King's Business - 1962-01

said from her very heart, “ Come in, Lord Jesus, come in today.” Mary followed next. “ I do receive Jesus as my Saviour,” she said. And with similar words the others responded — Faith and Eileen, Marie and Joan. Joy knew no bounds in the Junior class that first Sunday of the new year. With a happy smile, Miss Day turned to Marjorie and said, “My dear girl, I am so glad you chose that verse for your year verse, and more than that, that you were not ashamed to confess and own Jesus as your Sav­ iour.” And to all the girls she said, “ I am sure this will be the happiest year of all you have yet spent, because you each have a Saviour who has promised never to leave you nor for­ sake you.” C o t t o n F o r S h o e s „ O n e b y o n e Foli picked the fluffy white balls of cotton. Gingerly he placed them in the wide-mouthed basket. This was his cotton.—his very own cotton. In other years he had helped in the family garden, but this year he had asked his father to let him have his own garden. Foli’s father was a very wise man. He knew that a cotton garden was a lot of hard work. “What is it that you want that the money from a cotton crop will buy?” he asked Foli. “ I want a pair of shoes,” Foli an­ swered shyly. Foli’s father was great­ ly surprised at such an answer. Some of the men in the village had shoes, he thought. He himself had even seen some women at the government post wear shoes in the office. And he had a pair that he wore on Sundays. It may not be such a bad idea at that to want a pair of shoes. “ If you can work hard and do not ask for any help,” he said to Foli, “then you can make your own gar­ den.” When the rains had soaked the ground until it was soft and yielding, Foli happily began to clear a patch of ground for his garden. The grass came out easily, but the brush and the rocks clung stubbornly to their earth bed. Foli worked until his hands were full of blisters. At one time he would have thrown down the hoe and given up in disgust, but

not buy a pair of shiny black shoes like his father’s, thought Foli. But it was enough to buy a pair of white canvas shoes — and he could keep them clean with the white chalky rock from the river. With a happy smile Foli lay down on his mat to sleep and dream of future years and bigger cotton gar­ dens which would give him money to buy bicycles and other wonderful things. Bible Arithmetic M u ltip ly the num ber o f Jaco b 's sons by the num ber o f loaves m en­ tioned in the feeding o f the five thou­ sand. A d d the num ber o f years the C h ild ren o f Israel wandered in the wilderness. Su btract th e age o f our Lord Jesus when H e began H is pub lic m inistry. T h e answer w ill be the num ­ ber o f palm trees the C h ild re n o f Israel found at Elim . (C heck your answer w ith Exodus 15:27.) Search the Bible for Trees Trees are always interesting. M a n y o f them lose th e ir leaves, others take on the b eautiful fa ll colors o f red and brown and gold. T he B ib le gives us the nam es o f m any trees. Y o u w ill learn th e names o f some of them by fillin g in th e b lan ks in the fo llo w in g and m atching the verses w ith the references listed: Isa. 4 1 :1 9 Ju dges 6:1 1 1. “ Jesus answered and said unto him . . . when thou wast under the tree, I saw thee." 2. A n d he (Zacchaeus) ran before, and climbed up into a ....................... tree. 3. A s the .................................. tree among the trees o f the wood, so is my beloved among thesons. 4. The righteous shallflourish like the ..................................... tree. 5. A n d there came an angel of the Lord and sat under an ......................... tree which was in Ophrah. 6. I w ill plant in the wilderness the ................... ........, the ............................ (acacia) tree, and the ......................... , and the .............................. tree: I w ill set in the desert the ........................... tree, and the ................................, and the ................................ tree together. 7. The beams of our house are , and our rafter of 8. A n d o u t o f the ground made the Lord G od to grow every tree th at is pleasant to the sight, and good for food: the ............................ . also in the m idst o f the garden, and the tree o f ............................. o f good and evil. John 1:48 Psa. 9 2 :1 2 Song o f Sol. 2:3 Gen. 2:9 Song o f Sol. 1:17 Luke 19:4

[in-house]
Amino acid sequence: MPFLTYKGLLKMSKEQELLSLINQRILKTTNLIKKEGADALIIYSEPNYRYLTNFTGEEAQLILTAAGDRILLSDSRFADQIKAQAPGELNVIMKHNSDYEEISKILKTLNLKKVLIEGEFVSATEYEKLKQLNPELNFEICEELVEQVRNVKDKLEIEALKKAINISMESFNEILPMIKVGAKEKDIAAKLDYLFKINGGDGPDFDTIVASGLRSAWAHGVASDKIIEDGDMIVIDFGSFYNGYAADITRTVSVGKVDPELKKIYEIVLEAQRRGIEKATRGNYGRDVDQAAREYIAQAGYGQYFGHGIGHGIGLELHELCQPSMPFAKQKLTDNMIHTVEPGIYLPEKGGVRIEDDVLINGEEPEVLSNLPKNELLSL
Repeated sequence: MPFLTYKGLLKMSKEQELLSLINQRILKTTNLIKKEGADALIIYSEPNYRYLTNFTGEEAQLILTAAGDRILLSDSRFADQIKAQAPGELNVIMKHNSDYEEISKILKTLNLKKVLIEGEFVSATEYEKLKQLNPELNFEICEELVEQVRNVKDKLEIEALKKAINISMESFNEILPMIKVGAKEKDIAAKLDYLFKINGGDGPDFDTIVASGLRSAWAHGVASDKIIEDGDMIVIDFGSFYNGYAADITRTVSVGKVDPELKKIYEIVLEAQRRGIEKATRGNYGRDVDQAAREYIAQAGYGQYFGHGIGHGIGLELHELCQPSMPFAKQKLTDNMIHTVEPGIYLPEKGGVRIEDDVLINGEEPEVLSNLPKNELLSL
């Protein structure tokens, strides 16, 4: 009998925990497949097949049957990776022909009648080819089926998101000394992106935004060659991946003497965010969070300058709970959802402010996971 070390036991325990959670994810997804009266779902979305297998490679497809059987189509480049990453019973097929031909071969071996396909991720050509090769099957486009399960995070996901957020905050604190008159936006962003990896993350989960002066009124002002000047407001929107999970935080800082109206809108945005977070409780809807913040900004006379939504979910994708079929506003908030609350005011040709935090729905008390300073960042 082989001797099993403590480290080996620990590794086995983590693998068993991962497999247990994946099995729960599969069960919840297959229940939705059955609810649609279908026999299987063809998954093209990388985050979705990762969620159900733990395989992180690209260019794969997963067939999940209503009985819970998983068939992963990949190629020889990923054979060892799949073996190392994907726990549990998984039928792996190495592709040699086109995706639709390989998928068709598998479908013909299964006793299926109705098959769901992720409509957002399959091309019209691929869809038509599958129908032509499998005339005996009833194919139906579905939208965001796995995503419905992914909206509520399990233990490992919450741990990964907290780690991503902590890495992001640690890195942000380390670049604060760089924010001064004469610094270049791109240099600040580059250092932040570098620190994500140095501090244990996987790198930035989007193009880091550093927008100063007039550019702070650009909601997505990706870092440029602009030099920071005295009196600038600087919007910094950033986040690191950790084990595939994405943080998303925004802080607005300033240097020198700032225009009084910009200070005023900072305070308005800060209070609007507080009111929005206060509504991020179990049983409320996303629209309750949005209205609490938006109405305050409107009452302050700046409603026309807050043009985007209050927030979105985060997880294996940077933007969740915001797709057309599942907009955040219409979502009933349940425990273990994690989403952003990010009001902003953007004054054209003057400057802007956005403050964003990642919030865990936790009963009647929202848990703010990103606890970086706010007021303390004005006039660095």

he saw his father working hard in the garden nearby. Foli felt too ashamed to quit — he was afraid his father might think he was weak as a girl. So he worked on. Once the ground was cleared, he laid strips of bark down in long rows to guide him when he planted the seed. One day he went with his fath­ er to the big cotton shed near his village where a white man gave out cotton seed. “Why don’t we use the seed we saved from last year?” Foli asked his father. “The white man says he has some seed that will give us better cotton plants.” his father replied. And so they planted their seed—father in' his garden and Foli in his. Foli carefully put four seeds in each hole. When this was done, he watched the green plants come out of the rain-soaked earth. He hoed the ground and pulled the weeds as he had done before in the family garden. At night he. would hear the grum­ ble of the big hippos as they foraged for food. Foli prayed that they would not find the small green-plants in his garden. The months went by and then the cotton was ready to pick. The white man had been right. Each bush was heavy with white fluffy balls of cotton. Everyone agreed that they had never seen such a good cot­ ton crop before. Cotton marketday dawned bright and hot. Foli ate his morning manioc in auick gulps and then hurried out of the cool hut. With a big heave Foli hoisted his cotton basket from its rack outside the front door of the hut and placed it on his head. Down the road he hurried with the great basket of cotton jogging up and down, up and down, on his head. At the cotton shed he lined up with the others of his village. When his turn came, a white man weighed his basket and handed him a paper. He saw his cotton dumped with the oth­ ers in a big pile; then he went to col­ lect his money. Another white man took Foli’s paper and handed him 2,000 francs ($12). Foli held the money a long time, looked at it al­ most unbelievingly before he put it In his pocket. It was the first money he had ever earned! That evening Foli laid his money out on 'his mat. He laid aside 200 francs—he wanted to do as his father did, give God His part, a tenth. Next Sunday he would put it in the offer­ ing plate at church. Then he laid aside 1,000 francs— that would be for clothes. There on the mat was 800 francs left of all his money. Eight hundred francs would